Gabriela Rosiles-González: Unidad de Ciencias del Agua, Centro de Investigación Científica de Yucatán A.C., Calle 8, No. 39, L. 1, Mz. 29, Sm 64, C.P. 77524, Cancún, Quintana Roo, México.
Antonio Almazán-Becerril: Unidad de Ciencias del Agua, Centro de Investigación Científica de Yucatán A.C., Calle 8, No. 39, L. 1, Mz. 29, Sm 64, C.P. 77524, Cancún, Quintana Roo, México.
Martin Merino-Ibarra: Unidad Académica de Ecología y Biodiversidad Acuática, Instituto de Ciencias del Mar y Limnología, Universidad Nacional Autónoma de México, Circuito Exterior s/n, Cd. Universitaria, Coyoacán 04510 D.F., México.
1. Unidad de Ciencias del Agua, Centro de Investigación Científica de Yucatán A.C., Calle 8, No. 39, L. 1, Mz. 29, Sm 64, C.P. 77524, Cancún, Quintana Roo, México;,,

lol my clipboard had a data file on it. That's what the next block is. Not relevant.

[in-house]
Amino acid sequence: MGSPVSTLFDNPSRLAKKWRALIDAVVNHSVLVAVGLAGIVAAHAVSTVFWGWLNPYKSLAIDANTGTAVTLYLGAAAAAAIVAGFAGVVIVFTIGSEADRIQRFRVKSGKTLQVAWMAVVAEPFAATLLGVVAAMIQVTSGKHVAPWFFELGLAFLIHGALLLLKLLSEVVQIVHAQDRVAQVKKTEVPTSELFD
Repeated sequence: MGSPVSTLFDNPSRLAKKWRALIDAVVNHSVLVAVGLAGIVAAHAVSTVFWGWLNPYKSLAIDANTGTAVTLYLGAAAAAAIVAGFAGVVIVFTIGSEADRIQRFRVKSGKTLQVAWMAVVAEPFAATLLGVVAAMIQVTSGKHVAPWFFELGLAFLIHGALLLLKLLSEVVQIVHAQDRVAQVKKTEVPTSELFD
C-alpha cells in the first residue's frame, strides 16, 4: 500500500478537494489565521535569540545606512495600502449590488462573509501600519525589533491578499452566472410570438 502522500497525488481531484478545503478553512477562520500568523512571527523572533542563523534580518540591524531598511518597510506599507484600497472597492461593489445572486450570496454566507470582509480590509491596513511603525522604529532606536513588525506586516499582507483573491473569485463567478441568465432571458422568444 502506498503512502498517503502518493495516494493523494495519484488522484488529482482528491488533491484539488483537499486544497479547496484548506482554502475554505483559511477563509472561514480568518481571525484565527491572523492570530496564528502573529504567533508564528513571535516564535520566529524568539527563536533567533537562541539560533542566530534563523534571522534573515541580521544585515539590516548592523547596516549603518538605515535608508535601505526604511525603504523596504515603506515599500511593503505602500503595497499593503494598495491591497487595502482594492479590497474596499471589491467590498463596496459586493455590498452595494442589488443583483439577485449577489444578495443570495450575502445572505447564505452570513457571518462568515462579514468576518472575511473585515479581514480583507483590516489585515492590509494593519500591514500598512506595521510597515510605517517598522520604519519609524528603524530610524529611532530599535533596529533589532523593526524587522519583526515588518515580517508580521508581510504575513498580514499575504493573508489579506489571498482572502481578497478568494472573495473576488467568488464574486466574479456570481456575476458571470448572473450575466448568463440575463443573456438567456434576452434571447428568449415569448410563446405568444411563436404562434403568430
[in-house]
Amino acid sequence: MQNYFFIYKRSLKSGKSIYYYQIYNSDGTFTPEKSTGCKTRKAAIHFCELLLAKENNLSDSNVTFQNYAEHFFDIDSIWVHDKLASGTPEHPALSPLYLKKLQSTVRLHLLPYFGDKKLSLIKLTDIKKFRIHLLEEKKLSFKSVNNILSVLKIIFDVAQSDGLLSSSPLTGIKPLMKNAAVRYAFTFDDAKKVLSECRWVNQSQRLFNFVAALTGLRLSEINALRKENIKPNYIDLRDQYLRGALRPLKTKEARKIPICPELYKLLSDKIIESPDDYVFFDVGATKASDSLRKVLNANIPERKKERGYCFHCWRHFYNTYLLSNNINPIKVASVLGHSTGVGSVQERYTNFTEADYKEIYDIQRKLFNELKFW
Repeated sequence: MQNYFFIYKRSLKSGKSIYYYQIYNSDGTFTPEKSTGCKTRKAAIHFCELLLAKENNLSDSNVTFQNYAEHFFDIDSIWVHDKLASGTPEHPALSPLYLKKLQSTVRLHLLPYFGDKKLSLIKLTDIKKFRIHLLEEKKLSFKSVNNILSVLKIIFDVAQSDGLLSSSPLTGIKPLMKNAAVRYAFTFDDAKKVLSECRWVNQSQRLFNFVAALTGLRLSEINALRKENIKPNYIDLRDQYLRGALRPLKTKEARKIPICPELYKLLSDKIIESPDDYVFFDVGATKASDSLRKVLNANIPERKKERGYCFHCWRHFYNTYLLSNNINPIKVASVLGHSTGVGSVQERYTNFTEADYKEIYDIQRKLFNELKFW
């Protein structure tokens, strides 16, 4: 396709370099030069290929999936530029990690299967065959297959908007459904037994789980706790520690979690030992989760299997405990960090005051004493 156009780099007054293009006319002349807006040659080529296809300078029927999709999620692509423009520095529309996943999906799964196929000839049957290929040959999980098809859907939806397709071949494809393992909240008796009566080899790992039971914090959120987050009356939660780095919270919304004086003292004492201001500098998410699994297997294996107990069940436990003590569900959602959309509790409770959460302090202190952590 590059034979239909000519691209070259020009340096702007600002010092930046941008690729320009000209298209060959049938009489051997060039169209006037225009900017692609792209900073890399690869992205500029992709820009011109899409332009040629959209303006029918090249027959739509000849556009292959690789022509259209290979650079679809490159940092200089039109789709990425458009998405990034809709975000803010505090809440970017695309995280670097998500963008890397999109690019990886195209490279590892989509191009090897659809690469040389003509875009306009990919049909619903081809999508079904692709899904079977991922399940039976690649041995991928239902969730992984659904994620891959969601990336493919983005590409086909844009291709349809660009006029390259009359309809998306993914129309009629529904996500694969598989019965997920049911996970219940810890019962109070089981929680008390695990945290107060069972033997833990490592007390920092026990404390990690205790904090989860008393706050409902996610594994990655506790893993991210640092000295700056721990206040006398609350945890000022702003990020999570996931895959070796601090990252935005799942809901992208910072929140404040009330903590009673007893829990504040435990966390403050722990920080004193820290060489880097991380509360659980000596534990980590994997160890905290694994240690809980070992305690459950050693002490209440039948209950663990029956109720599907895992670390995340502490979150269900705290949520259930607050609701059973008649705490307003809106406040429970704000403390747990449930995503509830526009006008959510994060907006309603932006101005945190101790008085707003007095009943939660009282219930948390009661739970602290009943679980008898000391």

2.  Unidad Académica de Ecología y Biodiversidad Acuática, Instituto de Ciencias del Mar y Limnología, Universidad Nacional Autónoma de México, Circuito Exterior s/n, Cd. Universitaria, Coyoacán 04510 D.F., México;
3.  Present address: Laboratorio de Humedales, CICART, División Académica de Ciencias  Biológicas, Universidad Juárez Autónoma de Tabasco, 0.5 km carretera Villahermosa-Cárdenas, C.P. 86039, Villahermosa, Tabasco, México.

Received 18-VI-2012. Corrected 03-IX-2012. Accepted 05-X-2012.